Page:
Aid to Poor Improving, but Caseloads Still High

By Bill Turque
Washington Post Staff Writer
Sunday, November 19, 2006

The Fairfax County agency that operates mental health programs says it has eliminated a waiting list of low-income adults seeking treatment, but warns that the improvement could be short-lived if heavy therapist caseloads are not reduced.

The Fairfax-Falls Church Community Services Board reported this year that as of June 1, 314 people faced waits of up to six months for initial mental health screenings -- nearly double the 173 awaiting service March 1.

In an Oct. 31 memo to County Executive Anthony H. Griffin, the Community Services Board's executive director, James A. Thur, said recently filled staff vacancies, several newly created positions and rehiring of retirees enabled the agency to wipe out the backlog.

According to the memo, adults and children with psychiatric emergencies can now expect immediate responses from clinicians. Those with non-emergency conditions will be seen within 16 days -- higher than the nationally accepted standard of two to 10 days, but an improvement from last June.

"Excellent progress has been made on the wait for services compared with June 2006," Thur wrote.

Supervisor Penelope A. Gross (D-Mason), vice chair of the Board of Supervisor's human services committee, said the Community Services Board's report was "a step in the right direction," but that she wants to be assured that recent progress is more than a temporary gain.

"My skeptical side says we need to see more of a sustained effort," Gross said.

Thur said the recent gains are at risk if clinical caseloads are not reduced. Community Services Board clinicians each carry 40 to 58 patients, far above the national standard of 25.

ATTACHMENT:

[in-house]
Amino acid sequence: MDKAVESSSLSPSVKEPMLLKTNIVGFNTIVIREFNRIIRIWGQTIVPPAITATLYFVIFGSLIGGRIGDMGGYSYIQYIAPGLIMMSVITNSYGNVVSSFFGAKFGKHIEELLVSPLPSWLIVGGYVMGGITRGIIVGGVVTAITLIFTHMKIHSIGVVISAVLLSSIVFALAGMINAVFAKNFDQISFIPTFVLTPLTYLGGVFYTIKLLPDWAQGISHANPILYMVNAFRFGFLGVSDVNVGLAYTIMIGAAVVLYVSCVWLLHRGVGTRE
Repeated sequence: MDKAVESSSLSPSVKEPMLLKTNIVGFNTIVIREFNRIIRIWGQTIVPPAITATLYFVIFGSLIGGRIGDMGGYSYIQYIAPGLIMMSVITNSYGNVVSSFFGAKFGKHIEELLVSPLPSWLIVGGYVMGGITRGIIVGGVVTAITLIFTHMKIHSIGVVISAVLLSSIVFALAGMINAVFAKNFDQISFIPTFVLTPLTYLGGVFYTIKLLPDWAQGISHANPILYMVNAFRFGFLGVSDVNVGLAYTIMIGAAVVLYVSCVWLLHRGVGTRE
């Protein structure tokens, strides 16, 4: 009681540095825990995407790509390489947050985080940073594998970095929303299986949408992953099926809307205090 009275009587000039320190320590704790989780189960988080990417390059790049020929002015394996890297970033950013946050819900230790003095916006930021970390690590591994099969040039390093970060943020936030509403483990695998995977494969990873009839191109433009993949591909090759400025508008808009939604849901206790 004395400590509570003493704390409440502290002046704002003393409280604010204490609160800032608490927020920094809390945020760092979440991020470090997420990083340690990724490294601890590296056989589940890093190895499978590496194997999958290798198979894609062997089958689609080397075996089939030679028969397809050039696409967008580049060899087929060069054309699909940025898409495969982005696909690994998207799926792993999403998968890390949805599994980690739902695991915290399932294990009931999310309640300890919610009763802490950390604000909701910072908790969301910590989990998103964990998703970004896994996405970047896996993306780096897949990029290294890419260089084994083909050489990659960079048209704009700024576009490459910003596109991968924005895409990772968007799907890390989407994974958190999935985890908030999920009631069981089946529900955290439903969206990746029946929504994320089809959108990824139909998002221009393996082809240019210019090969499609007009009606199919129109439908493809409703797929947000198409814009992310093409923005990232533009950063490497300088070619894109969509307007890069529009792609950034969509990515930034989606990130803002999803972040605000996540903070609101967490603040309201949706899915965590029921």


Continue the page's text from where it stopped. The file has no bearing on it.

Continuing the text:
"Caseloads are growing to unacceptable levels, and this must be addressed in order to maintain the progress that has been made," Thur said.

The agency plans to ask for more money to hire additional clinicians next year.

Heavy caseloads are one of several vexing issues facing the board. The Washington Post reported last week that 19 severely mentally ill people whose families sought treatment were released from involuntary confinement because there were not enough independent psychologists to perform examinations. When the Community Services Board began using its own psychologists and social workers for the evaluations, a panel of Fairfax justices ruled that the organization was not sufficiently independent, because they could ultimately be involved in the patients' future treatment. The justices ordered the patients released.

The agency's difficulties prompted supervisors this year to empanel a commission to investigate mental health services in the county. The Josiah H. Beeman Commission, named after the late Community Services Board chairman, is expected to deliver an interim report in the middle of next year.

Mental health, mental retardation and substance abuse treatment in Virginia is provided through a network of community boards. Fairfax County underwrites about 55 percent of the Community Services Board's $137 million annual budget, with Medicaid and the state providing the rest.

The county's growing population and changes in the health-care industry have strained the Community Services Board's ability to serve those in need. More than 83 percent of the 11,000 Fairfax residents who received mental health care in 2005 had household incomes below $25,000 a year. Most were uninsured or underinsured.

Because most nonprofit mental health service providers don't provide medication and don't accept Medicaid patients, Thur said, demand for the Community Services Board's assistance will continue to grow.

"The [board] is finding itself as the default provider of mental health and substance abuse services for a growing number of uninsured and underinsured persons," he said.

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